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  • #16
    Originally posted by Sleepthieves View Post
    As for the waste of money im curious as to how one would save money, could you elaborate on the point you were trying to make?
    Not answering for him, but I took Bruce to mean that turrets are more costly than normal size eyelets (not 3/16" eyelets, which are crazy big). I just bought some turrets for about 15 cents a turret. Eyelets would have cost less than half that.

    That said, turrets are easier for me to use and allow for cleaner looking layouts. If you aren't mass producing amps, you probably aren't gonna sweat that little bit of cost. What's $2 saved on a $600 project? If you are building kits like Bruce is, then you have to compete with people who might like to source the parts themselves and other kit makers who might use lower quality parts. It seems like Bruce is able to provide a high quality product at a good price point, and to do that you've gotta cut in areas that don't affect the overall quality of the build. A businessman has to look at things a bit differently than a simple hobbyist would, even if that businessman is also a hobbyist.
    In the future I invented time travel.

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    • #17
      Originally posted by Sleepthieves View Post
      Im confused by your comment, especially seeing as you run an amp building website. If one wants to build any amp that is not a 5e3, a 5f1, or a 18 watt marshall it becomes incredibly difficult to find a premade board. Not to mention I bought the 2 boards of garolite for 30$ and turrets are cheap (to clear up confusion Wittgenstein and I build amps together). So in the end i can make like 6 turret boards for the cost of buying 2 and i can make any amp I want instead of building the same amps everyone always builds. As for the waste of money im curious as to how one would save money, could you elaborate on the point you were trying to make?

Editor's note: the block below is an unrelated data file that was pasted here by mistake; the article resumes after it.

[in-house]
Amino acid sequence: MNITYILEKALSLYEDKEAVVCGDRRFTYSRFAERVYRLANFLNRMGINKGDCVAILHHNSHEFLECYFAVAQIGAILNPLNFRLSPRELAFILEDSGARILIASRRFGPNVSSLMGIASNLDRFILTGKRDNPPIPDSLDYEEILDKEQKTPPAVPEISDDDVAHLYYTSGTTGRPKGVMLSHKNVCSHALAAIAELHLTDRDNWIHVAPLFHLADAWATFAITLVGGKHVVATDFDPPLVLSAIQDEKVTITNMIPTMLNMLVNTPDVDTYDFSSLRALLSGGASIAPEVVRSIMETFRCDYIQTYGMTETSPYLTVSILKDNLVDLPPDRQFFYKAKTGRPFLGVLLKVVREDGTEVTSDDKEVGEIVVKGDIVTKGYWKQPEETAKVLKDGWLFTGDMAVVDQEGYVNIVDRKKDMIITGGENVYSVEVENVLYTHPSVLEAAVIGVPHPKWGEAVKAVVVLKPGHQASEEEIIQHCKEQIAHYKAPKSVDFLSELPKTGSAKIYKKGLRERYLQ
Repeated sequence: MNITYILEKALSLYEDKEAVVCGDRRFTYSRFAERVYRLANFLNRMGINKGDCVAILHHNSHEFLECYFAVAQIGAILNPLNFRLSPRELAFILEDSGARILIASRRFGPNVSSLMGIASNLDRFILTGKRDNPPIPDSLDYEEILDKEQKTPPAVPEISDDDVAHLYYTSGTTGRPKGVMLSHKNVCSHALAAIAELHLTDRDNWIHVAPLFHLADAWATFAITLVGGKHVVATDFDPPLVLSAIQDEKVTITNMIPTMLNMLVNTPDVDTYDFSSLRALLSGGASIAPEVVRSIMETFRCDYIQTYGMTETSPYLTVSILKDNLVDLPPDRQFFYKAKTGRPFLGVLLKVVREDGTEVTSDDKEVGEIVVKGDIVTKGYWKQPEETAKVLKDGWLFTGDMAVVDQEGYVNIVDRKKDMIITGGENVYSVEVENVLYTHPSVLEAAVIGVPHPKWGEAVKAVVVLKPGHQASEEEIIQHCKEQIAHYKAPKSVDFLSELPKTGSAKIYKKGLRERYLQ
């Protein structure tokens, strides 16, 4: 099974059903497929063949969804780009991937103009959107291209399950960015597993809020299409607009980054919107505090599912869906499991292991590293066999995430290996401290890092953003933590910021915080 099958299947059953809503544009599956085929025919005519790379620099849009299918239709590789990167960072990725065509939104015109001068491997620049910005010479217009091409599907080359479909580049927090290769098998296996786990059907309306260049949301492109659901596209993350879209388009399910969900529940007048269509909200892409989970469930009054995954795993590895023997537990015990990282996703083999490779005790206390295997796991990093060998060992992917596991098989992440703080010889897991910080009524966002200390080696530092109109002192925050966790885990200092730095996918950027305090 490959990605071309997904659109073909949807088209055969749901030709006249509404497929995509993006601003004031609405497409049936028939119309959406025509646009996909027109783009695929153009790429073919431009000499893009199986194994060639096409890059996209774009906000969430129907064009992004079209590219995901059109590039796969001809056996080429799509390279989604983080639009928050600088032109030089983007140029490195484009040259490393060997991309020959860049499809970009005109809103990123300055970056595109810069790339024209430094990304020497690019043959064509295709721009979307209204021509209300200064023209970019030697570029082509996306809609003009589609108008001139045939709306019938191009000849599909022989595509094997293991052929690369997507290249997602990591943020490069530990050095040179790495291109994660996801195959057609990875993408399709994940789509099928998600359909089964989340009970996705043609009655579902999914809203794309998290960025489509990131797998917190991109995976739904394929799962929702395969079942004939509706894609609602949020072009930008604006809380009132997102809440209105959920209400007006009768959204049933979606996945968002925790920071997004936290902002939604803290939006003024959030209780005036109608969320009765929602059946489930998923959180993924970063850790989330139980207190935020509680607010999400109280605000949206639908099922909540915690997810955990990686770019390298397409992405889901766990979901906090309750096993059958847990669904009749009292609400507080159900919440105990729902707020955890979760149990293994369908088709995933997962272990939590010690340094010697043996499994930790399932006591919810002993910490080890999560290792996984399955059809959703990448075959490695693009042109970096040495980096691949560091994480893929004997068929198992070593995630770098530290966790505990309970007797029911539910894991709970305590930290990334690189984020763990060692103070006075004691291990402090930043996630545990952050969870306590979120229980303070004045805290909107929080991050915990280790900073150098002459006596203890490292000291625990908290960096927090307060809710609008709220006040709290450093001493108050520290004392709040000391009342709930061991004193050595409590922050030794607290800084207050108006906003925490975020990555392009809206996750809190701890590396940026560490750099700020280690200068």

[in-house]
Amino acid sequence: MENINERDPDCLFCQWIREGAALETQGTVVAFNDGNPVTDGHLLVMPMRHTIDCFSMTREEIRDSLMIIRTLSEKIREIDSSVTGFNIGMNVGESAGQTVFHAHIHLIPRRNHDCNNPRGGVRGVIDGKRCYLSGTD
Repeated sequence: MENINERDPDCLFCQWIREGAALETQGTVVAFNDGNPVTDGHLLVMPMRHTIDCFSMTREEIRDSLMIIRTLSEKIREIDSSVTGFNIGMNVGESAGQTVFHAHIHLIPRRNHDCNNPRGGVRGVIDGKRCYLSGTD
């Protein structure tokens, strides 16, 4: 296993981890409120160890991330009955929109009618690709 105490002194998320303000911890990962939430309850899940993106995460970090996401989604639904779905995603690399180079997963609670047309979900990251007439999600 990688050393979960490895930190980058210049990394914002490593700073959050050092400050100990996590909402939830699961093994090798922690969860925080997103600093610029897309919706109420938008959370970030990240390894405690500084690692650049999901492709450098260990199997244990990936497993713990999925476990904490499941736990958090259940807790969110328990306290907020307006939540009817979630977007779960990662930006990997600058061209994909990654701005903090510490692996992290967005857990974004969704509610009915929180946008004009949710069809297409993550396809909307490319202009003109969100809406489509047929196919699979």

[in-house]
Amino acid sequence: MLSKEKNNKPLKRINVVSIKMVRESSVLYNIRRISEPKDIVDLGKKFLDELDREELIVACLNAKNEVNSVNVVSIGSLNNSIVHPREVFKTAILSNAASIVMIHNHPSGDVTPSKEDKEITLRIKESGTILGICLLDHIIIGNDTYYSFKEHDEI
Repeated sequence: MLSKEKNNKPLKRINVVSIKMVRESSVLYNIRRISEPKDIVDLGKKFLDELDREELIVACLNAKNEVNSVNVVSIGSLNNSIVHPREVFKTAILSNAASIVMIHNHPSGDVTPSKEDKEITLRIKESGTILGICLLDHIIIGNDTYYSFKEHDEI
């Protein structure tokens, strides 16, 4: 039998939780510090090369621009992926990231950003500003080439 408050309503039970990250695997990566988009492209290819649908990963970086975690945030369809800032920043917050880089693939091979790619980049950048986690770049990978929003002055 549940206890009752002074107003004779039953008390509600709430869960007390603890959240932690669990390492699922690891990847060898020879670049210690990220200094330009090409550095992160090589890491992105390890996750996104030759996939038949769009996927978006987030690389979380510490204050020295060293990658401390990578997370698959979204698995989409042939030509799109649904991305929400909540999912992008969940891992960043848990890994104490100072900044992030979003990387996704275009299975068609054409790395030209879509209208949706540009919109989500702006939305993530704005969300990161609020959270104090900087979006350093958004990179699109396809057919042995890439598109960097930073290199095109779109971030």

With respect to home shop use and/or casual project amp builders vs a business purchase, you can buy eyelets for 1-2 cents each in any large 1000 to 10,000 pc quantity.
      I think Mouser use to sell them at basic retail for around 5 or 6 cents each.
      They are very easy to install and crimp over from the other side of a 1/16" thick board with a cheap nail set and it is not very hard to get three 20g wires in a 1/8" dia eyelet and up to 5-6 22g-20g wires in the next size up.
      3/16" eyelets are really big and more often used in the tarp, canvas, shoe and leather businesses, requiring a lot of solder to fill up.
      Garolite G10-Fr4 is relatively inexpensive, pre cut in any dimension you want from vendors such as McMaster-Carr.
      However, I buy my board materials in large, 4'x8' sheets and have them cut here locally on a large platform laser cutting machine, not from McMaster-Carr.
      Hobby vs business... OK I concede that, I have built and supplied over 1,450 amps over the many many years I've been doing this and yes, that is thousands and thousands of eyelets and lots of square feet of board material.

      But, if some of you find turrets easier to work with, then I would continue to do so.

      They look nice when done well, but for novice builders, I think turrets are harder to work with and I've seen seem some really nasty examples of novice turret installation.
      They cost a little more money and you need a thicker, more costly board to work with in order to stake them in properly.
      I guess the bottom line is, I really don't find a serious advantage in turrets over eyelets
      Bruce

      Mission Amps
      Denver, CO. 80022
      www.missionamps.com
      303-955-2412

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      • #18
        AES/tubesandmore also has vulcanized fibreboard for Fender eyelet boards. Have to dig on the site to find it as sometimes their items are in other/wrong sections- the search engine will pull it up.